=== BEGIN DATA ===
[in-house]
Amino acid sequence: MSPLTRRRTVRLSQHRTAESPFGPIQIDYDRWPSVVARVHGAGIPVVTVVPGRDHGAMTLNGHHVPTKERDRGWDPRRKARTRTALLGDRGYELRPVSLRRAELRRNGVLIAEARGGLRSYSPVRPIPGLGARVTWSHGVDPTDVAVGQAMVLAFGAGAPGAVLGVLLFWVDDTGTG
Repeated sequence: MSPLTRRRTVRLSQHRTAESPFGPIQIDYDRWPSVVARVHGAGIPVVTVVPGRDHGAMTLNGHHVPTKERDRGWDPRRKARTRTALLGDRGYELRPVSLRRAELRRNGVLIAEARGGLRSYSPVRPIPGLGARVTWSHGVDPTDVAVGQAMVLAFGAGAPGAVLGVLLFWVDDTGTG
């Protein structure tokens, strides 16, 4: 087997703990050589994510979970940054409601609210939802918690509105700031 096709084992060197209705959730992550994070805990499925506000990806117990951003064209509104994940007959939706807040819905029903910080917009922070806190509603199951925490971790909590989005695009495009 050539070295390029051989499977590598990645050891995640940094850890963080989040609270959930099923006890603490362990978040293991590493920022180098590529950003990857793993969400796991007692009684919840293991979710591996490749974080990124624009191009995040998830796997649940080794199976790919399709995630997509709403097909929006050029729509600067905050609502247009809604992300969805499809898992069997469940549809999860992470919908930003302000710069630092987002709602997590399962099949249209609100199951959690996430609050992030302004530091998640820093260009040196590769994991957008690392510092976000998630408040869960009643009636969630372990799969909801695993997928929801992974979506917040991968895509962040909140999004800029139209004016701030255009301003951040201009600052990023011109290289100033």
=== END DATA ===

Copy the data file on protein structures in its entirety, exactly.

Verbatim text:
[in-house]
Amino acid sequence: MSPLTRRRTVRLSQHRTAESPFGPIQIDYDRWPSVVARVHGAGIPVVTVVPGRDHGAMTLNGHHVPTKERDRGWDPRRKARTRTALLGDRGYELRPVSLRRAELRRNGVLIAEARGGLRSYSPVRPIPGLGARVTWSHGVDPTDVAVGQAMVLAFGAGAPGAVLGVLLFWVDDTGTG
Repeated sequence: MSPLTRRRTVRLSQHRTAESPFGPIQIDYDRWPSVVARVHGAGIPVVTVVPGRDHGAMTLNGHHVPTKERDRGWDPRRKARTRTALLGDRGYELRPVSLRRAELRRNGVLIAEARGGLRSYSPVRPIPGLGARVTWSHGVDPTDVAVGQAMVLAFGAGAPGAVLGVLLFWVDDTGTG
């Protein structure tokens, strides 16, 4: 087997703990050589994510979970940054409601609210939802918690509105700031 096709084992060197209705959730992550994070805990499925506000990806117990951003064209509104994940007959939706807040819905029903910080917009922070806190509603199951925490971790909590989005695009495009 050539070295390029051989499977590598990645050891995640940094850890963080989040609270959930099923006890603490362990978040293991590493920022180098590529950003990857793993969400796991007692009684919840293991979710591996490749974080990124624009191009995040998830796997649940080794199976790919399709995630997509709403097909929006050029729509600067905050609502247009809604992300969805499809898992069997469940549809999860992470919908930003302000710069630092987002709602997590399962099949249209609100199951959690996430609050992030302004530091998640820093260009040196590769994991957008690392510092976000998630408040869960009643009636969630372990799969909801695993997928929801992974979506917040991968895509962040909140999004800029139209004016701030255009301003951040201009600052990023011109290289100033």